(May 22, 2007)


House lacks money for farmers to take care of land


By Charles Abbott
From Reuters


WASHINGTON (Reuters) - Members of a House Agriculture subcommittee were thwarted by a lack of money on Tuesday from expanding "green payments" to farmers and from creating a $305 million program to combat asthma-causing dust.

Lawmakers put the ideas on the table during the first bill-drafting session for the farm law being written this year. But they withdrew them without a vote in hopes that money will become available this summer to pay for the programs.

Without more money for land stewardship, the Agriculture Committee may face a revolt when it brings its bill to the House floor, warned Scott Faber of Environmental Defense.

"The leadership has to provide more funds for conservation ... Today is a good day for those who want to write the farm bill on the floor," said Faber, who is part of a coalition of environmentalists, small-farm activists, fiscal hawks and international development groups who say the U.S. farm program should spend more on stewardship and less on crop subsidies.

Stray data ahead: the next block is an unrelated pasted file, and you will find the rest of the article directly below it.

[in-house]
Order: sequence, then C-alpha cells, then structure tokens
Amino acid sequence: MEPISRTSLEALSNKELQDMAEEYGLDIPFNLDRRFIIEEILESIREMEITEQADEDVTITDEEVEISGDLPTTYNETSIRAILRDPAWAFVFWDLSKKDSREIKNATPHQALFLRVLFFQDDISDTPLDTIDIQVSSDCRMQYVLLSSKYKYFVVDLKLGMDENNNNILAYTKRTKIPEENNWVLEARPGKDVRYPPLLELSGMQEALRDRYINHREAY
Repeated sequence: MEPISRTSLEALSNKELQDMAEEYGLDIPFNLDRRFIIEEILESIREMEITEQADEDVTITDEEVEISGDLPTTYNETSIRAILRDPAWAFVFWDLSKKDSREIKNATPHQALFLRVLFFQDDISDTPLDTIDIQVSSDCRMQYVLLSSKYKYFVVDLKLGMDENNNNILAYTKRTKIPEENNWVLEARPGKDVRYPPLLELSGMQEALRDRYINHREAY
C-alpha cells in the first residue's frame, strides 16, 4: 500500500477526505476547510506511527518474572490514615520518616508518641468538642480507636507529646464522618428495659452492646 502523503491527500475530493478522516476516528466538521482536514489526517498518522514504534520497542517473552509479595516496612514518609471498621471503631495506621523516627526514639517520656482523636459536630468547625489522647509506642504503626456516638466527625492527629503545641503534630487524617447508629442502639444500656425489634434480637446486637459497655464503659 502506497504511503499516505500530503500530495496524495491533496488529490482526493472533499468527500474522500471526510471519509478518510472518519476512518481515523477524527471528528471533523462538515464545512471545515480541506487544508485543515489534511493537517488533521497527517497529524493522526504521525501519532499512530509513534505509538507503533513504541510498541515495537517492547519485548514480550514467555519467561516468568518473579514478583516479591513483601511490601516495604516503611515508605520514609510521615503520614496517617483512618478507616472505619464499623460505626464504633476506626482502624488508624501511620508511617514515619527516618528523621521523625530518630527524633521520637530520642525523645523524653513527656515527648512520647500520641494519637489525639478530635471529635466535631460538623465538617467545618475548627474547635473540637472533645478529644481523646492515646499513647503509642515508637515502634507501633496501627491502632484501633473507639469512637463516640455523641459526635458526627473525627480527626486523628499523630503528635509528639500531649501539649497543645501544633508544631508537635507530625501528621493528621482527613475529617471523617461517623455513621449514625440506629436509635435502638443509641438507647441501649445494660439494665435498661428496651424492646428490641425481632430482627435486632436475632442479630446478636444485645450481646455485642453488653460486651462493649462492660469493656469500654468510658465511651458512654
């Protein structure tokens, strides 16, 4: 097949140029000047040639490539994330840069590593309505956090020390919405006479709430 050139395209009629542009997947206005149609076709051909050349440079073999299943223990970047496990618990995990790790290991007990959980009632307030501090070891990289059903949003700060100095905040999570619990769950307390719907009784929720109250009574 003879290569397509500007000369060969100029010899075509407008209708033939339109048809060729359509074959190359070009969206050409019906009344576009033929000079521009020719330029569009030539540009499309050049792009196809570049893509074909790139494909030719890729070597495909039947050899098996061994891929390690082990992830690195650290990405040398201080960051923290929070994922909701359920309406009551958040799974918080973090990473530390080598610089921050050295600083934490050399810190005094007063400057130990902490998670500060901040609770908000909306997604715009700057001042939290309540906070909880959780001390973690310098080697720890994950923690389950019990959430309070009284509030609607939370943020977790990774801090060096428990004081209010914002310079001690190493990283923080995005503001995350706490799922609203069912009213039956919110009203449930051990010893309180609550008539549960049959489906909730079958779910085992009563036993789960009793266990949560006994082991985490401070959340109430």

Land stewardship programs will get roughly $5 billion a year under congressional formulas for agricultural programs. Crop supports will get $8 billion.

California Democrat Dennis Cardoza said stewardship programs must be expanded so that fruit, vegetable, nut and nursery crop growers can meet a mounting regulatory burden and so that specialty crop growers get a more equitable share of supports.

He proposed a $305 million air quality program to combat dust and ozone but withdrew it because there was no money.

"This is one of the most important issues we have," said Cardoza, who said 300 congressional districts violate federal standards for clean air. "Air quality problems are going to be putting farmers out of business in my state."

Kirsten Gillibrand, a New York Democrat, proposed full funding of the Conservation Security Program, which would cost billions of dollars, but withdrew her amendment because there was no way to pay for it at the moment. Created in 2002, CSP is the first green payment program for land stewardship. Under current plans, it would be mothballed until 2012.

Under the outline drawn by Agriculture Committee leaders, funding will double, to $2 billion a year for the Environmental Quality Incentives Program, which shares the cost of controlling farm and feedlot runoff. Funding would climb for the Farm and Ranchland Protection Program, which buys easements to prevent urban sprawl.

But enrollment in wetland and grassland programs would stall. The land-idling Conservation Reserve would retain its cap of 39.2 million acres.

Although a $20 billion reserve may be created for agriculture, there is no assurance lawmakers can meet the rules for using it. It is fairly certain that renewable energy programs will get $4 billion to $5 billion from the reserve.




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